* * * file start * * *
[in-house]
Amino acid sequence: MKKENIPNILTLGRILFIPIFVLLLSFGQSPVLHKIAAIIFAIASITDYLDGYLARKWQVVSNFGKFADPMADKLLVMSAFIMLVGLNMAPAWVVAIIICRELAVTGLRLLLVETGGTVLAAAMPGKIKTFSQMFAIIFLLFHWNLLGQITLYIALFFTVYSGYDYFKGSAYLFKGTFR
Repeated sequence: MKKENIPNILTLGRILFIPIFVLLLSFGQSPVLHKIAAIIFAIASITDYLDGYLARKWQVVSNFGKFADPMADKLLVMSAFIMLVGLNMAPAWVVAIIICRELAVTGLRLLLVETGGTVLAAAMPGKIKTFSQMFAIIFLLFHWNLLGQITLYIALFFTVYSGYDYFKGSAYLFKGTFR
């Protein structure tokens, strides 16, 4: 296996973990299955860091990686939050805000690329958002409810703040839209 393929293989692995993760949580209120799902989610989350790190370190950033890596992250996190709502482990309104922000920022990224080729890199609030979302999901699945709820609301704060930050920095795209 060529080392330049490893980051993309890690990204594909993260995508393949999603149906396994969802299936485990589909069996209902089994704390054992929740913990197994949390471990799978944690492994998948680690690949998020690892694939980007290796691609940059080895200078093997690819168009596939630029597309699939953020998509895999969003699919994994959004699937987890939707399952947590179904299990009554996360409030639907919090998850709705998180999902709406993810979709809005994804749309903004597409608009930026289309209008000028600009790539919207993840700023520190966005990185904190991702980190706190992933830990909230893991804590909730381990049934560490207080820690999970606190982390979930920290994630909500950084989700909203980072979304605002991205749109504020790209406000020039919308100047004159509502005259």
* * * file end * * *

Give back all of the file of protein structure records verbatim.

[in-house]
Amino acid sequence: MKKENIPNILTLGRILFIPIFVLLLSFGQSPVLHKIAAIIFAIASITDYLDGYLARKWQVVSNFGKFADPMADKLLVMSAFIMLVGLNMAPAWVVAIIICRELAVTGLRLLLVETGGTVLAAAMPGKIKTFSQMFAIIFLLFHWNLLGQITLYIALFFTVYSGYDYFKGSAYLFKGTFR
Repeated sequence: MKKENIPNILTLGRILFIPIFVLLLSFGQSPVLHKIAAIIFAIASITDYLDGYLARKWQVVSNFGKFADPMADKLLVMSAFIMLVGLNMAPAWVVAIIICRELAVTGLRLLLVETGGTVLAAAMPGKIKTFSQMFAIIFLLFHWNLLGQITLYIALFFTVYSGYDYFKGSAYLFKGTFR
């Protein structure tokens, strides 16, 4: 296996973990299955860091990686939050805000690329958002409810703040839209 393929293989692995993760949580209120799902989610989350790190370190950033890596992250996190709502482990309104922000920022990224080729890199609030979302999901699945709820609301704060930050920095795209 060529080392330049490893980051993309890690990204594909993260995508393949999603149906396994969802299936485990589909069996209902089994704390054992929740913990197994949390471990799978944690492994998948680690690949998020690892694939980007290796691609940059080895200078093997690819168009596939630029597309699939953020998509895999969003699919994994959004699937987890939707399952947590179904299990009554996360409030639907919090998850709705998180999902709406993810979709809005994804749309903004597409608009930026289309209008000028600009790539919207993840700023520190966005990185904190991702980190706190992933830990909230893991804590909730381990049934560490207080820690999970606190982390979930920290994630909500950084989700909203980072979304605002991205749109504020790209406000020039919308100047004159509502005259």